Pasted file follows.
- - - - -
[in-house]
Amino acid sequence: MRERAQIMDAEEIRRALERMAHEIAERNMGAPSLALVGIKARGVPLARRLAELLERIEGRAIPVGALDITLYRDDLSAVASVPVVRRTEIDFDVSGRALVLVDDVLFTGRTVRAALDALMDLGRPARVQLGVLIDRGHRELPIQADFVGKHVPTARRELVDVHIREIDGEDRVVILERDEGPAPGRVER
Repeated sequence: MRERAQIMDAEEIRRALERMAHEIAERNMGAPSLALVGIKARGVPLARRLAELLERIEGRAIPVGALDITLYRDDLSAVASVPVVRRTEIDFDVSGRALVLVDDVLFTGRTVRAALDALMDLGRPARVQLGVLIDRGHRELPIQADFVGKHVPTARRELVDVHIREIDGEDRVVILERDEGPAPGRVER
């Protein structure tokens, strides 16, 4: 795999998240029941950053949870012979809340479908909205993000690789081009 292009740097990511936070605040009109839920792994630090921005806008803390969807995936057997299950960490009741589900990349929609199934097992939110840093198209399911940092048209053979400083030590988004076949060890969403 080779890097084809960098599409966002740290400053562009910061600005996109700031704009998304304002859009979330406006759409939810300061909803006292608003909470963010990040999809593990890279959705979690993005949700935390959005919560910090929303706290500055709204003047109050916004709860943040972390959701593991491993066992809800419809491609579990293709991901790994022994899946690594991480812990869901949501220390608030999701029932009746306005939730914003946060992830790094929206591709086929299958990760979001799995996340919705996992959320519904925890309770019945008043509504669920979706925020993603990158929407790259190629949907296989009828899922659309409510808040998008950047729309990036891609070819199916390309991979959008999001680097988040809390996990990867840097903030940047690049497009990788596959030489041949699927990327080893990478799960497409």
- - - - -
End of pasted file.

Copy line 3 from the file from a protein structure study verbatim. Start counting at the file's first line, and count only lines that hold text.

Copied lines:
Repeated sequence: MRERAQIMDAEEIRRALERMAHEIAERNMGAPSLALVGIKARGVPLARRLAELLERIEGRAIPVGALDITLYRDDLSAVASVPVVRRTEIDFDVSGRALVLVDDVLFTGRTVRAALDALMDLGRPARVQLGVLIDRGHRELPIQADFVGKHVPTARRELVDVHIREIDGEDRVVILERDEGPAPGRVER